Land of thousand virgins: a journey through Italian olive oils

If you ever happened to read a recipe in Italian, you might have noticed a strange ingredient: “evo”.

According to the dictionary, “evo” means “era/age”: English term “Medieval”, for instance, comes from “Medioevo”, that is “medio” (middle) and “evo” (age); indeed, Medival times means Middle Age.

So, what is this “evo” Italian put in almost all their dishes, and that can’t be an era?

“E.V.O.” – often spelled simply “evo” – is the acronym for extra-virgin olive oil. It’s an abbreviation of recent usage; not so long ago, the expression “olio e.v.o.” (in which “o” stood for “olive” only) was common, then it became even shorter.
Truthfully, there would be no need to specify “extra-virgin olive”, because Italians scarcely consider the usage of different kind of oils for their dishes. Practically deep-fried food only contemplate the usage of a different kind of oil (mainly corn, sunflower and, sometimes, peanut oil), and olive oil is sometimes used to deep-fry foods as well.
Italians alone consume 30% of the world’s total consumption of olive oil, that’s why Italy imports it even if it’s the world’s second producer.

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Italians and olive oil: a love story

Why do Italians love olive oil so much?
Because it’s good.
It’s tasty, it has interesting nutritional values and it belongs to a thousands-year old culinary tradition. Thank them they don’t pour it in your glass, too.

Olive oil has being produced for centuries in the Mediterranean area: ancient Greeks already knew it, and even populations from northern regions of Africa and coastal area of Middle East produce it since ever.
Romans, ancestors of nowadays Italians, were no exception.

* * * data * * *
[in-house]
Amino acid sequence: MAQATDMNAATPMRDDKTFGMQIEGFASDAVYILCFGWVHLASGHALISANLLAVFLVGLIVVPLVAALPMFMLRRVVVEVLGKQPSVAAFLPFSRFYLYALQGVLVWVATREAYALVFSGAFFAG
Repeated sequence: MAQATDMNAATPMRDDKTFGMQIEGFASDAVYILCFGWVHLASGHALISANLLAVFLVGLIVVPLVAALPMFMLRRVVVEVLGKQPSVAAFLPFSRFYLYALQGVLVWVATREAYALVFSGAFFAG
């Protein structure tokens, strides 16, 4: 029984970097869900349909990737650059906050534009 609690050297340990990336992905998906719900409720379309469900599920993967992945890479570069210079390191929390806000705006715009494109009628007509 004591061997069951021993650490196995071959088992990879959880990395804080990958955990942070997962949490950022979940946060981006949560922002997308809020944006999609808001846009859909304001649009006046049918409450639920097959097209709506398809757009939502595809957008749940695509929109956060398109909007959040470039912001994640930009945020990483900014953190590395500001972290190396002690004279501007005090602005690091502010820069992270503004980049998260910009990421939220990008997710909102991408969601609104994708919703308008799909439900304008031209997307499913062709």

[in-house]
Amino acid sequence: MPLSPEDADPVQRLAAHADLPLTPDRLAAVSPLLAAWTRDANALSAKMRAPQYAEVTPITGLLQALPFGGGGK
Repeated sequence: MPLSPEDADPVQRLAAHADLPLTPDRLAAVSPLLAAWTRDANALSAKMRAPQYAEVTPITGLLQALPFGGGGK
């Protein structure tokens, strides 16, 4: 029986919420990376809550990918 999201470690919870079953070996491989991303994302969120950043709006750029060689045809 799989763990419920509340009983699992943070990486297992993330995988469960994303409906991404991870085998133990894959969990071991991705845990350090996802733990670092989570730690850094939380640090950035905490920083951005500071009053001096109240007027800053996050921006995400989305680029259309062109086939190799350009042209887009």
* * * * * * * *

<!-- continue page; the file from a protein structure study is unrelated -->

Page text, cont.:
Almost each one of the twenty Italian region produce olive oil. Obviously, each of them praise its own oil’s superior quality.
Actually, average quality of Italian olive oil produced by local, small oil mills is very high, and sometimes it’s just a matter of taste to tell the best one.

Olives are often harvested by hand, by shaking tree branches with a staff to make the fruits fall into nets, that had been put all around them. This method is called bacchiatura (from bacchio, an archaic noun for “staff”), and allows only a small amount of leaves and pieces of branches to mix with olives.

More often than sometimes, olives are picked by hand one by one; this process is called brucatura (brucare means “to graze”, even if it is more commonly used to mean the act of browsing made by herbivores). People climb trees with wooden ladders and takes olives away from the plant with bare hands or using comb-shaped tools.

Olive trees for massive oil production are harvested by a process called scuotitura (shaking), made with special machine. It is faster and easier (if the form of the land allows it), but the amount of leaves and other unwanted parts is high and impairs the oil’s quality.